J. N. Darby.
(Notes and Comments Vol. 4.)
This prophecy is Israel, and thence the nation, but commencing "The Lord roars from Zion, and utters his voice from Jerusalem"; and, at the close, the tabernacle of David is rebuilt, "that they may possess"; but Israel is the nation, see chapter 7:12. Joel is the Land, Zion, Jerusalem, and the day of the Lord. When it comes to facts, it is Judah and Jerusalem. The Spirit spoken of has connection with what goes on there, because deliverance is there for the Remnant. When different tongues were poured out in the audience of Hellenists of all neighbouring countries, Peter, the Apostle of Judaism, addresses 'men of Judea and inhabitants of Jerusalem.' I will add here Acts 2 is the exaltation of Christ, and the gift of the Holy Ghost, and, consequently, call to personal repentance, for the principle was general. And so 'the Lord added to the Church daily such as should be saved' (tous sozomenous). Chapter 3 is to Israel - promises the return of Christ on their repentance - they are 'The children of the prophets.' 'The God of Abraham, and of Isaac, and of Jacob' is now the name he speaks in - He hath 'raised up His Son Jesus … whom ye denied.' To them first He was sent - rejected, but the opportunity of repentance now offered; but this in passing. Chapter 4 goes further and recognises Christ exalted - addressing the Lord God of heaven, earth and sea, and all in them, and rulers, kings against Jehovah, and against His anointed - fully developed in the latter day.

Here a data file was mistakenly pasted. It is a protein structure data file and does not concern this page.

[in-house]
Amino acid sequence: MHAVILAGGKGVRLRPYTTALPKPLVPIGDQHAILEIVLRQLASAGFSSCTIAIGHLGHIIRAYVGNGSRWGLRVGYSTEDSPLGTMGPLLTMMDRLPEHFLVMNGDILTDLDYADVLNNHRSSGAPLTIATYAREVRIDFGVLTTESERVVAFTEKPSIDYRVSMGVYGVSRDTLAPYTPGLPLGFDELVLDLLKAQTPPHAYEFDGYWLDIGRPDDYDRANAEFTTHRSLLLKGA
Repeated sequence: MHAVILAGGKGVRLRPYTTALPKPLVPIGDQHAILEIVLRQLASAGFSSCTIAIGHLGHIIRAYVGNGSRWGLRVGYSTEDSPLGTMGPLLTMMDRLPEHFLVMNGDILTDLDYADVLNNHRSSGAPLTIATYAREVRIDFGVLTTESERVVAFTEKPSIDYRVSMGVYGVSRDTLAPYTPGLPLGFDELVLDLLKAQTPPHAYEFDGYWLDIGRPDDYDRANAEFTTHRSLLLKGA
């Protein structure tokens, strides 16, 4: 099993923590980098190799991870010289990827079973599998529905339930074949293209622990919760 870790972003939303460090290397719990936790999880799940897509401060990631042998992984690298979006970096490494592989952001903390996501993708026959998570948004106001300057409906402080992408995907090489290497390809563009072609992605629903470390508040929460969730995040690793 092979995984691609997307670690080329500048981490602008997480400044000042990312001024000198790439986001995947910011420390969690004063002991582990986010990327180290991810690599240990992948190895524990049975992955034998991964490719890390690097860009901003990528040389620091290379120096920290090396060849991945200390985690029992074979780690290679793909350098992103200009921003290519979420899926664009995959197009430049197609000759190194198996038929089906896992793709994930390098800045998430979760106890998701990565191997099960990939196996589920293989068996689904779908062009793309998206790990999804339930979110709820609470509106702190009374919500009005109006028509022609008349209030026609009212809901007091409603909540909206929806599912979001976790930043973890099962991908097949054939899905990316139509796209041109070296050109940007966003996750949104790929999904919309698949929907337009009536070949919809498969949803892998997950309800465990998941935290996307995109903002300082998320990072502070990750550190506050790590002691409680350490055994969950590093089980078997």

- 4. "Bring your sacrifices every morning, and your tithes after three years." I am disposed to think that the direction as to tithes in Deuteronomy is wholly different from that in Leviticus 27 and Numbers 18. In that case they were given to the Levites wholly, and they gave a tenth to the priests. But in the direction in Deuteronomy, they take it up to where God's name is, to eat it there. The object is to centralise their faith in Jehovah, and that in connection with joy and grace. The same principle is strikingly shown in Deuteronomy 16 as Tithe-feasts. And, though a king is referred to, the desired idea is the people walking rightly under Jehovah, with a judge if needed, and a priest. With a view to this, they carried a tithe of their own part of the fruit, and ate it, inviting others - the Levite among them. It was a way of disposing of a part of their produce, in rejoicing, and showing grace before Jehovah. They paid their rent thus to Jehovah for their land, but in joy and gladness, in grace from Him, and with the poor, yet feeding their families with it. They feasted in grace around Jehovah.
206 The tithing of the third year (a special institution of Deuteronomy also, confirming this view of the one already spoken of) was, on the other hand, to be eaten in their own gates, and the poor and the Levite, etc., to be invited. This is only found in Deuteronomy 14 and 26, and in the chapter now before us. It was not the ecclesiastical obligation, but the walk of the people with Jehovah, in joy and grace. Jehovah then blessed them, giving them abundant increase. The same spirit is shown in the year of release; chapter 15 - not to grudge. Compare even what was given to the priests distinctly, in Deuteronomy 18:4; compare also chapter 26:10-11.
But there is still a difficulty connected with it which tends to throw a doubt on the preceding. The firstling of the herd (Exodus 13) was consecrated and sacrificed. It is not among what is given to the priests in Deuteronomy 18. But, in Deuteronomy 15, they are sanctified to Jehovah, and they were to eat them before Jehovah in the place Jehovah should choose, year by year. Yet they were (Exodus 13:15) sacrificed; so in Deuteronomy 15:21. They must thus have been a peace-offering. The careful bringing up to the place the Lord should choose is very evident in Deuteronomy.